Irvine Welsh, the best-selling Scottish author of “Trainspotting,” points to the autumn of 2013, when he wrote “He Ain’t Lager.” The short story was penned exclusively for the International Network of Street Papers, which includes Street Roots. It is about one of his most memorable characters, Trainspotting’s unpredictable violent psychopath Francis Begbie. It was crucial in setting the wheels in motion for a “Trainspotting” reunion, he said.
“I always associate Christmas with psychopaths,” Welsh said. “Then when you (the UK street paper, Big Issue) got in touch, I decided it was time to update Begbie. I thought, what if he was the calmest person in the room? Then I began to think, what would make him this way?”
The 59-year-old recently reprised his cameo role as drug dealer Mikey Forrester in “T2 Trainspotting,” the long-awaited sequel to Danny Boyle’s 1996 adaptation of the 1993 debut novel that brought Welsh fame and fortune.
After this initial reprise generated a rapturous response, Welsh announced Begbie was getting his own novel, “The Blade Artist.”
“I didn’t really think anything would happen with it, but I got interested again and began to think, what if he’s not this reformed guy, he’s just faking it? What if he’s just become more cold-blooded and he’s still a killer?”
Around the same time, Welsh, Boyle, “Trainspotting” screenwriter John Hodge and producers Andrew Macdonald and Christian Colson got together to flesh out two decades’ worth of notes and ideas for “T2.” Finally, it was reality.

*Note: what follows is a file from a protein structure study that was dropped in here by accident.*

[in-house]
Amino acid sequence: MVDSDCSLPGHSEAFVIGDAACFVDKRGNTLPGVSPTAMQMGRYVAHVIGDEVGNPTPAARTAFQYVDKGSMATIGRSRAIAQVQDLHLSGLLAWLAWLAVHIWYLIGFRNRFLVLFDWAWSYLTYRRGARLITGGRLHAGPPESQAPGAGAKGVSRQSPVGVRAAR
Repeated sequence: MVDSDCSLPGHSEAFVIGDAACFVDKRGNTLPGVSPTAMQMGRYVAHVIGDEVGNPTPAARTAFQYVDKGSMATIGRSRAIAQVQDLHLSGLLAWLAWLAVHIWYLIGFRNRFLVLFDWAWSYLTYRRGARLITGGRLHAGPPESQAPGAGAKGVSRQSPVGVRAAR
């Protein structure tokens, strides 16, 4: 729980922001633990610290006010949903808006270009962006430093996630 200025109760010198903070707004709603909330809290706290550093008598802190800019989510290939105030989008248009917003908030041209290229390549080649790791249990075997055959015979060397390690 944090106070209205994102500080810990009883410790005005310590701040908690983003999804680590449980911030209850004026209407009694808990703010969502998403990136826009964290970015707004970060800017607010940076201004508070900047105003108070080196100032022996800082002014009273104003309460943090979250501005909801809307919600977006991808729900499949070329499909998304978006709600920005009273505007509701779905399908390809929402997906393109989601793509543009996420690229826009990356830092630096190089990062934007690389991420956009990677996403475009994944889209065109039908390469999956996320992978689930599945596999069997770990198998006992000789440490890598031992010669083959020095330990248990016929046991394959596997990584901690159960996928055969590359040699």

“Being back in there with these characters again, it was very interesting,” Welsh said.
Coming out of nowhere, at the height of Britpop in 1996, the film adaptation – starring Robert Carlyle, Ewan McGregor, Ewen Bremner, Jonny Lee Miller and Kelly Macdonald – was the defining British film of its era. It saw Boyle dubbed the “British Tarantino,” transformed Welsh into a household name and catapulted its stars to Hollywood.
A sequel, loosely based on Welsh’s 2002 book “Porno,” struggled to get off the ground for more than a decade, beset by various spats that included McGregor, who played central character Renton, and Boyle.
“Obviously people had fallen out with one another and had their differences, which has been patched up now,” Welsh said. “But far more significant is that everybody has been so busy. It had to be the same creative team, the same actors. Once you decide on that, it becomes difficult, as you need to get everyone to say yes at the same time. To sync up these people, with the best will in the world, becomes very hard. The logistics operate against you.
“No one wants to trash the legacy, and there was a bit of trepidation,” Welsh said. “We had to find something that wasn’t going to make people think we were in search of a quick buck.”
They certainly could not be accused of rushing it. In the intervening two decades, three of Welsh’s other books hit the big screen: “The Acid House” (1998), “Ecstasy” (2011) and “Filth” (2013). Finally, all the pieces fell into place for “T2.”
“I thought all the ingredients are there, we can’t fuck this up. But I was blown away by how good it was. It’s much, much stronger than the first film. It’s got all that energy of the first film, but it’s also got much more depth. It’s a film student’s wet dream. There’s so much subtext to it, so much going on, they’ll be looking at it, talking about it and debating it for years.